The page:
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New York Jets 21st Century Wine Cellar Team: Quarterback

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New York Jets vs Chicago Bears

This is the first installment of a series that will build a 21st Century Jets Wine Cellar Team.

The concept is taken from Bill Simmons’ Book of Basketball. Simmons built the best possible basketball team with some of the greatest players through history. There was a catch, though. He picked a vintage of each player the way one picks a vintage of wine.

Putting it into football terms, the rookie version of Darrelle Revis from 2007 is different from the dominant force of 2009. The disinterested 2016 version is different still. To build a wine cellar team, you have to pick a player during a specific year of his career.

It’s also worth noting this is not meant to be an all-century team or all-time team. It is supposed to be a team that could actually win a game. All roles have to be filled, and players need to be willing to buy into their roles.

I have been playing around the last few weeks and developed a 53 man Jets wine cellar team. I only included seasons in the 21st century so anything before 2000 isn’t up for consideration. That will be a task for another day.

Today I will begin by unveiling the quarterbacks for my Jets 21st Century Wine Cellar Team.

Chad Pennington, 2002

There really wasn’t much question that the 2002 vintage of Pennington would be my starter. To me this was far and away the top quarterback season the Jets have had since the turn of the century. Pennington was inserted into the starting lineup early in the season in place of a struggling Vinny Testaverde and breathed life into the Jets.

The team rallied from a 1-4 start to win the AFC East with a 9-7 record. With the season on the line, Pennington went into Foxborough on a Sunday night in Week 16 and threw 3 touchdown passes in a win over the Brady/Belichick Patriots. A week later Pennington had 4 touchdown passes as the Jets clinched the AFC East in a 42-17 rout of Brett Favre and a Packers team playing for homefield advantage in the Playoffs. A week after that Pennington had another 3 touchdown passes in a 41-0 blowout win over Peyton Manning and the Colts. The season finally ended a week later in a loss to the Raiders.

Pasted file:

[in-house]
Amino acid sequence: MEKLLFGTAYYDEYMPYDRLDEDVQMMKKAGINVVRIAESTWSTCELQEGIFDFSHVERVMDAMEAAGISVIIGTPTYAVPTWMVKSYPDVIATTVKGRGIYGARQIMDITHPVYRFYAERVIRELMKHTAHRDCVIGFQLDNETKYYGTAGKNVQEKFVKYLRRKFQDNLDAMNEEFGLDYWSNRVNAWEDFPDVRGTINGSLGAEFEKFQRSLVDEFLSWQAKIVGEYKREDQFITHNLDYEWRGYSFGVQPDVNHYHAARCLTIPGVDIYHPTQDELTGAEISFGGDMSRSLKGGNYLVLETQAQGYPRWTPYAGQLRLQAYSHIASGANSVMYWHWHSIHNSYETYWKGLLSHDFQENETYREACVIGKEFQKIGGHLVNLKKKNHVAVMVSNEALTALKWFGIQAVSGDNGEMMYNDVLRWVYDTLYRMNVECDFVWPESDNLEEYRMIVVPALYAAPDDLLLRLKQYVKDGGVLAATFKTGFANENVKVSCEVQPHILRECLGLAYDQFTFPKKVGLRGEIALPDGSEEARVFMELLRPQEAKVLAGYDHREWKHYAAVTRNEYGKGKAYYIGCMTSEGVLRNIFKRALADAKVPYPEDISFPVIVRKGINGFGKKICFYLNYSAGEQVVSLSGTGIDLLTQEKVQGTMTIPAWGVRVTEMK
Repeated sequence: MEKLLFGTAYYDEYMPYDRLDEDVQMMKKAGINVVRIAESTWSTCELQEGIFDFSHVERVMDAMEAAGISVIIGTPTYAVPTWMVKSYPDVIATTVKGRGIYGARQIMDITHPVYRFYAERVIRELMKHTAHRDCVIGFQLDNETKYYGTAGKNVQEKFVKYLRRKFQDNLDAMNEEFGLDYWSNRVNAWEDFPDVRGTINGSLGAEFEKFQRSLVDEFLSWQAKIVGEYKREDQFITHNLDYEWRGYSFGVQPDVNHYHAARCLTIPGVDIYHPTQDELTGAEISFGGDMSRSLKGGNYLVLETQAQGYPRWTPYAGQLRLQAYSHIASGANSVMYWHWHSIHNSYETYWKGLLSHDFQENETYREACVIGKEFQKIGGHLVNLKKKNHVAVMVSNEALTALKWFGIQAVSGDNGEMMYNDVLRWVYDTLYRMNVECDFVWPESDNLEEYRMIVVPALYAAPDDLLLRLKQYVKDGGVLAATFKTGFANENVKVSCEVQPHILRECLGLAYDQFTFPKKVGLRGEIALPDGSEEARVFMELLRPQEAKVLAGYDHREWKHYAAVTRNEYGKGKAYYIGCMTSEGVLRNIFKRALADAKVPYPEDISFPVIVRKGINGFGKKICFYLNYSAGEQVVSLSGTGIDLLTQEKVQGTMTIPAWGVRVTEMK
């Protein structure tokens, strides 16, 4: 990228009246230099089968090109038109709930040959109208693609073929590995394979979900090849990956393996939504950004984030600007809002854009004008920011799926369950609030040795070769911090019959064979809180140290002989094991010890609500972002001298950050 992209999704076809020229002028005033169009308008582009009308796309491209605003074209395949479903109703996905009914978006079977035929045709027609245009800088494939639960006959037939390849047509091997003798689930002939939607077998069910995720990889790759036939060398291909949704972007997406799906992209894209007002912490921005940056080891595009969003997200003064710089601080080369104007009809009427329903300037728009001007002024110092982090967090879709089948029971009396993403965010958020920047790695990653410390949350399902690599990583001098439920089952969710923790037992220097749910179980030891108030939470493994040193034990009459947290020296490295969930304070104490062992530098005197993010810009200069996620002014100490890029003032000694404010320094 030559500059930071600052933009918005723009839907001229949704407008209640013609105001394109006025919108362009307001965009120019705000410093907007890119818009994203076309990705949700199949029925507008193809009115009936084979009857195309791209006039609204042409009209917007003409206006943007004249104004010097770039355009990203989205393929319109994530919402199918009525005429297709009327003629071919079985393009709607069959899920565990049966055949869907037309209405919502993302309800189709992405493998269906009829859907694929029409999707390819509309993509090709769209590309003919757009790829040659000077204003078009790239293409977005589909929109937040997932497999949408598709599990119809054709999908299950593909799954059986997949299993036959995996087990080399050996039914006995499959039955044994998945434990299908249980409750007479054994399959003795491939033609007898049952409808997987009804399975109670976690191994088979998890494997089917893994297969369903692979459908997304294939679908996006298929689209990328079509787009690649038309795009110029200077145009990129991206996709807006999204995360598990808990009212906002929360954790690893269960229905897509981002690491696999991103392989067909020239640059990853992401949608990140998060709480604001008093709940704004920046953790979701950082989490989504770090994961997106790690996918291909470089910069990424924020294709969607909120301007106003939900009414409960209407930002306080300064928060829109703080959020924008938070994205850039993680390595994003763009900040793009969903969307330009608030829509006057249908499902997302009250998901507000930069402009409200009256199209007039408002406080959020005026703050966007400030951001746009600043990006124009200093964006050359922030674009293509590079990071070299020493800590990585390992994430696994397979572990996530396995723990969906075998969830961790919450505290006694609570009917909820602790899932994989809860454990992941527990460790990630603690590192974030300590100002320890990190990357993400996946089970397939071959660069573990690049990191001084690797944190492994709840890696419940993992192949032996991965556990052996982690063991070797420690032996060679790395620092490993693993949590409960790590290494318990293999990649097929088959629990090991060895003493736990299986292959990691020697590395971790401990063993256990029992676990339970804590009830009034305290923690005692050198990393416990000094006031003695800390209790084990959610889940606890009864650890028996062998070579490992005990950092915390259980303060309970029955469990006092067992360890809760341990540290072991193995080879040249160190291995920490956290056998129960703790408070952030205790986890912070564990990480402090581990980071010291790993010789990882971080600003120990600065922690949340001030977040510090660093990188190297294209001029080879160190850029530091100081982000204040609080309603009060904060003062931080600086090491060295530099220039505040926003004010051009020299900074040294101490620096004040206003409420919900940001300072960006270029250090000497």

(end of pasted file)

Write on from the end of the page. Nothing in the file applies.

Most of Pennington’s career took place after he had undergone serious surgeries on his shoulder. It left people with an enduring memory of a weak armed quarterback who struggled to get the ball where it needed to go. The pre-surgery portion of his career was so short that I think people have forgotten how good Pennington looked. Maybe he didn’t have a rocket for an arm, but he could make any throw he needed to make. Combined with top notch smarts and the best accuracy in the league, you had a tremendous quarterback.

His first year as a starter was off the charts efficient. He led the league in completion percentage, and it wasn’t like he was a checkdown artist. Pennington also finished with the second best yards per attempt in the league and the highest passer rating.

The fact Pennington still had success in the league after multiple shoulder surgeries leaves him squarely in the Hall of What Could Have Been. Nobody can take away his 2002 season, though. It was special.

Ryan Fitzpatrick, 2015

Once we get past the Pennington seasons, it becomes a challenge to find quality quarterback play for the Jets in the 21st century. It is pretty easy to settle on the 2015 version of Fitzpatrick as the backup quarterback for this team, though.

Originally slated to be the backup quarterback, Fitzpatrick moved into the starting role after Geno Smith suffered a broken jaw in a locker room punch from IK Enempkali.

Developing great chemistry with Brandon Marshall and Eric Decker, Fitzpatrick led the Jets to a 10-6 record while throwing a franchise record 31 touchdown passes.